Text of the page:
High schoolers in Vermont’s capital city, Montpelier, were honored Monday for their work to prevent sexual assaults and other forms of sexual violence.
At a conference hosted by the Vermont Center for Crime Victim Services, professionals applauded a student group at Montpelier High School called The Conversation, which works to raise awareness of sexual assault and behaviors that feed it.
“In order for communities to change, it starts with young people,” said Chris Fenno, the executive director of the Vermont Center for Crime Victim Services.
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Jordan Allen-Brandon, a high school senior who works as a student leader of The Conversation, described its aim to dismantle rape culture as “more proactive than reactive work.”
The group formed a few years ago, after English teacher Sarah Squier asked her class to write essays about impactful chapters in their lives. The resulting memoirs saw several students revealing childhood sexual abuse or unwanted contact at parties.
“I believe the adults have to start talking about it, because the kids are already talking about it,” Squier told necn. “But they’re talking about it with shame and with fear. And if they knew that we knew it was happening, they’d feel safer.”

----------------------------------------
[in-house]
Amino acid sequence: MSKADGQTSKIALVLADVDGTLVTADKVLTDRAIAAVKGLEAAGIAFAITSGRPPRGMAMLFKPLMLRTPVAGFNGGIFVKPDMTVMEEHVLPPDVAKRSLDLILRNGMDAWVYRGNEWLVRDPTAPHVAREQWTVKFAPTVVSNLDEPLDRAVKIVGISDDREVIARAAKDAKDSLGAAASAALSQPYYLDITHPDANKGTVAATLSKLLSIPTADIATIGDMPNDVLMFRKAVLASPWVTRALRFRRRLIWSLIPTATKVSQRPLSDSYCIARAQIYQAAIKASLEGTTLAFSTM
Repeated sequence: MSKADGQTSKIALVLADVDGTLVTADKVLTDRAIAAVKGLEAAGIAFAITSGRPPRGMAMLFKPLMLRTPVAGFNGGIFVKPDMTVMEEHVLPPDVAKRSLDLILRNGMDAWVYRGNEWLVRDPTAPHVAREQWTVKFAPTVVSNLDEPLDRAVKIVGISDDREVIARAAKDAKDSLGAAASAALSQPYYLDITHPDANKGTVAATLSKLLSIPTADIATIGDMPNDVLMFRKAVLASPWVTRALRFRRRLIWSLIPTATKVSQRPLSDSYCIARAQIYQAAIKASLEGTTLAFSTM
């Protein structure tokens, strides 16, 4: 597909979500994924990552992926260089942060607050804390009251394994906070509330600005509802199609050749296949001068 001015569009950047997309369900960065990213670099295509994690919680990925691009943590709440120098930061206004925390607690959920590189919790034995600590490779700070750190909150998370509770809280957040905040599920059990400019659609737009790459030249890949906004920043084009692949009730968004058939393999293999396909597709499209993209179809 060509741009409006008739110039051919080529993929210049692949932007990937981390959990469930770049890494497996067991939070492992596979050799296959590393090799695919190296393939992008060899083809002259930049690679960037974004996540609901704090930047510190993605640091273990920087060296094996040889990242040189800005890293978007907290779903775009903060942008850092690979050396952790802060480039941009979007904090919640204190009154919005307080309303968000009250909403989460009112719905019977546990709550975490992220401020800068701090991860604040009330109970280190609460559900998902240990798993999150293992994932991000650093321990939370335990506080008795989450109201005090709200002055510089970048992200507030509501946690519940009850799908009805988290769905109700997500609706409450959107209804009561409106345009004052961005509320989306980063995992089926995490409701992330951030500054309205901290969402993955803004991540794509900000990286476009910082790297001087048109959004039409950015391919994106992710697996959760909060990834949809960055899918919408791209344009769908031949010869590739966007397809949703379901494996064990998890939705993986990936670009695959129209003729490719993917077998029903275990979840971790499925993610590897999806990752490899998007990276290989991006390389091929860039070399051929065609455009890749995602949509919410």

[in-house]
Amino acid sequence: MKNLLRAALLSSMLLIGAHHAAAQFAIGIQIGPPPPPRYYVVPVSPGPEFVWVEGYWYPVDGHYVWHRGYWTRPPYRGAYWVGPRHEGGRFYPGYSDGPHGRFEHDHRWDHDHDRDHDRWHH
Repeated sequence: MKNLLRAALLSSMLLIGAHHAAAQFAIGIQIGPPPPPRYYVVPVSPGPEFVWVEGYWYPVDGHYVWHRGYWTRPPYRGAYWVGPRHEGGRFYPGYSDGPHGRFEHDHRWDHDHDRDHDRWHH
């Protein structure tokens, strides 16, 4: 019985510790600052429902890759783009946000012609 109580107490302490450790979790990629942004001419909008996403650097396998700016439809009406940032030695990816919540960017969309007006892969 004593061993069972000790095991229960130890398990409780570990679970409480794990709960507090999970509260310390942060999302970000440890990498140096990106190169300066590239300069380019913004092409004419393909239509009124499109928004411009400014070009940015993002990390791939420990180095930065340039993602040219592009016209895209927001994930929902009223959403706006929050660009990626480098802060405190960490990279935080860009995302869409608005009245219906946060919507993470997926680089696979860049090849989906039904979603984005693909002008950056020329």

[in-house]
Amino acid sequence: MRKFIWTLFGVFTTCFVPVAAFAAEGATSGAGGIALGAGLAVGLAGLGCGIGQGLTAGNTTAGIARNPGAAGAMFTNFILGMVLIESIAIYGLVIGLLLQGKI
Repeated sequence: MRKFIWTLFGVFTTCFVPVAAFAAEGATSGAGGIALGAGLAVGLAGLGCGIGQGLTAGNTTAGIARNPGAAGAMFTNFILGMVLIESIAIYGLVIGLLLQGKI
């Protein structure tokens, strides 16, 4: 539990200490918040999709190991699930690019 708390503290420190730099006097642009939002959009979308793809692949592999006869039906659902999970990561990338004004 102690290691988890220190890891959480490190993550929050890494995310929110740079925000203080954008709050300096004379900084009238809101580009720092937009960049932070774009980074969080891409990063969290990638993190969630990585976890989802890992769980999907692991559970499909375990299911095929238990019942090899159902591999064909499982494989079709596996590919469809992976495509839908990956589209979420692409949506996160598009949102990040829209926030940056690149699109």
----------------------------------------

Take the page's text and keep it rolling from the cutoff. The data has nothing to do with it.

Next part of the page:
Through regular meetings during student support time in school, The Conversation focuses on issues like consent and how alcohol can affect it, or, how to best speak up about offensive jokes or remarks made online and in person.
“What can we do to make sure that we as individuals and as a school are better prepared to help [survivors], and better prepared to prevent [sexual violence] from happening in the future?” Montpelier senior Lily Fournier asked rhetorically, describing the goals of The Conversation.
“We’re not trying to attack anyone, but just rather, to have people question themselves — question their everyday actions,” added another senior, Ethan Rubin.
Montpelier High School educators, as well as the advocates behind the “emerging leaders” honor awarded at Monday’s conference on supporting crime victims, believe The Conversation really has opened eyes and prevented crimes, so they hope the concept spreads to more communities.
“And I think the award is going to inspire us to keep doing our work, and work even harder now — because it is an ongoing problem,” Allen-Brandon said of rape culture.